In This Episode:
Dr. K explains four things family caregivers should try, for better conversations with older parents who are resisting help. She covers:
- How cognitive problems often complicate family conversations
- The importance of hearing and validating an older person’s emotions
- How to discuss an older person’s goals, and why safety shouldn’t automatically be the top priority
- Ways to respond when an older parent voices “unrealistic” goals, such as never having help at home
- Why it’s important for family caregivers to identify their own fears and desires, when it comes to aging parents
022 – QA: Helping a Paranoid Older Parent and Checking Safety
- 4 Things to Do When Your Parents Are Resisting Help
- 8 Behaviors to Take Note of If You Think Someone Might Have Alzheimer’s
- Being Mortal: Medicine & What Matters in the End
Thank you for posting Podcast number 28 I’m struggling with my mom Who has lived with me for almost 2 and a 1/2 years 85 years old cognitive issues are progressing no diagnosis yet. I felt like since she’s moved in it’s Destroying our relationship She’s had several falls several breaks since she’s smoked in here. She is a very difficult person and I am totally exhausted. I love your Podcast can you recommendOther podcasts for help with me deal with my stress I’m struggling to find one
Nicole Didyk, MD says
I’m so happy you found the podcast helpful!
Dr. K also has a podcast about falls, which you can listen to here: https://betterhealthwhileaging.net/podcast/bhwa/preventing-falls-which-medications-to-review/
I found this list of dementia-related podcasts: https://blog.feedspot.com/dementia_podcasts/. I haven’t listened to all of them, but the topics seem to be relevant to care partners of people living with dementia.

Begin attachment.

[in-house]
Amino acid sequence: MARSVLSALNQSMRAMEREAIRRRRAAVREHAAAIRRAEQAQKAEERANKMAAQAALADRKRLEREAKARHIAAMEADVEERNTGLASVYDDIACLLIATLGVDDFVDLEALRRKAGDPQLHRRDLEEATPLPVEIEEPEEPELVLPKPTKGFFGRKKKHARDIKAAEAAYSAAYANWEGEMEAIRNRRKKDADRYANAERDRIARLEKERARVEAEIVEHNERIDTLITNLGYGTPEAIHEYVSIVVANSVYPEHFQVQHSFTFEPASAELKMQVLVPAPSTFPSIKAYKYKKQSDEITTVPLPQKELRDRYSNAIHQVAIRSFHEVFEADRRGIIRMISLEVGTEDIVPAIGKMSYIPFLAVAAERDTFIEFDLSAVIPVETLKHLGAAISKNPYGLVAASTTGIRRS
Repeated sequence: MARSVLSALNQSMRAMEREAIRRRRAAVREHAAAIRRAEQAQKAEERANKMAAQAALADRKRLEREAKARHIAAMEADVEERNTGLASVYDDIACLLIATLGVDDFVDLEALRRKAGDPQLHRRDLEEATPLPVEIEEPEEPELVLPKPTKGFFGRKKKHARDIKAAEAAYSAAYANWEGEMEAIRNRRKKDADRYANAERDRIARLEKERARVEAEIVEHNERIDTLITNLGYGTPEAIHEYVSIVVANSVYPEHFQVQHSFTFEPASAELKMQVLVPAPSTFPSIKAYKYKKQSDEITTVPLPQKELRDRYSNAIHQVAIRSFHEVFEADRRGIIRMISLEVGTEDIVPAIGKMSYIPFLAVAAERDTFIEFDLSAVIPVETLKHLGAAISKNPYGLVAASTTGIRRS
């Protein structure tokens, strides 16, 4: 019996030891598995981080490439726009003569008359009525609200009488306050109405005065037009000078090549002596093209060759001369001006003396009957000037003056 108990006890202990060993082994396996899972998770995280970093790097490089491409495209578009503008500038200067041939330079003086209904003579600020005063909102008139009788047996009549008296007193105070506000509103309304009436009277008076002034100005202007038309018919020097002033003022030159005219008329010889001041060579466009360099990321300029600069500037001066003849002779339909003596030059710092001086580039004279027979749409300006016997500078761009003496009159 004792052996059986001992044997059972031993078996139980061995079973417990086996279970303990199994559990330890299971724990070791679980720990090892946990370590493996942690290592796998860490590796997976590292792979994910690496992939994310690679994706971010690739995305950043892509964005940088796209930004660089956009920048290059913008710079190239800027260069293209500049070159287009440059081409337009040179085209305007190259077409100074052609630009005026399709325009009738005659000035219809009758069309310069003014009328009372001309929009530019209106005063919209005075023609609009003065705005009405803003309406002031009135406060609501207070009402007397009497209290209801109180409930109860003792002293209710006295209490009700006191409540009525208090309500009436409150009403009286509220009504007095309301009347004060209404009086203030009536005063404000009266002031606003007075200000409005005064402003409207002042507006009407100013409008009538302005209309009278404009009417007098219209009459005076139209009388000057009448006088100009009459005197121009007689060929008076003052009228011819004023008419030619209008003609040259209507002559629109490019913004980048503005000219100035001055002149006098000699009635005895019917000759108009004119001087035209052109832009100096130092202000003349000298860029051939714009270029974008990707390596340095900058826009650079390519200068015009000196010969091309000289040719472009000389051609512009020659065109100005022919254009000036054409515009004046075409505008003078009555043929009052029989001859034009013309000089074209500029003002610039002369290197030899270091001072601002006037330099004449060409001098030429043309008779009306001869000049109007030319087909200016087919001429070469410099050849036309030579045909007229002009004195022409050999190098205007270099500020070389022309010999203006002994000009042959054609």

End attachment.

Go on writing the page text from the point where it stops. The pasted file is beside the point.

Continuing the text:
Another resource is Dr. K’s book: When Your Aging Parent Starts Needing Help: a geriatrician’s step-by-step guide to memory loss, resistance, safety worries, and more. The book is written mainly for those who are starting to care for older parents, but the approach of how to take stock, take aim and take action is applicable to all dementia stages.
Could you offer suggestions for Spouces who are younger than one another. I am 64 and my husband just turned 78 and has been repeatedly telling the same thing and forgets what he has been told or has done. Is often short temperd ,others are starting to notice . I talked to our PC and she didn’t offer much help.
Nicole Didyk, MD says
I’m sorry that your didn’t get much information from your primary care provider. The symptoms you’re describing sound like they could be related to short term memory loss.
This could be due to dementia or some other issue like depression, which you can read more about here: https://betterhealthwhileaging.net/depression-in-aging-diagnosis-and-treatment/.
I would consider talking to someone at the Alzheimer Association to find out more about the warning signs of dementia, to see if the picture fits. They may also be able to give you some coaching about how to talk to your PC again and get the help you need.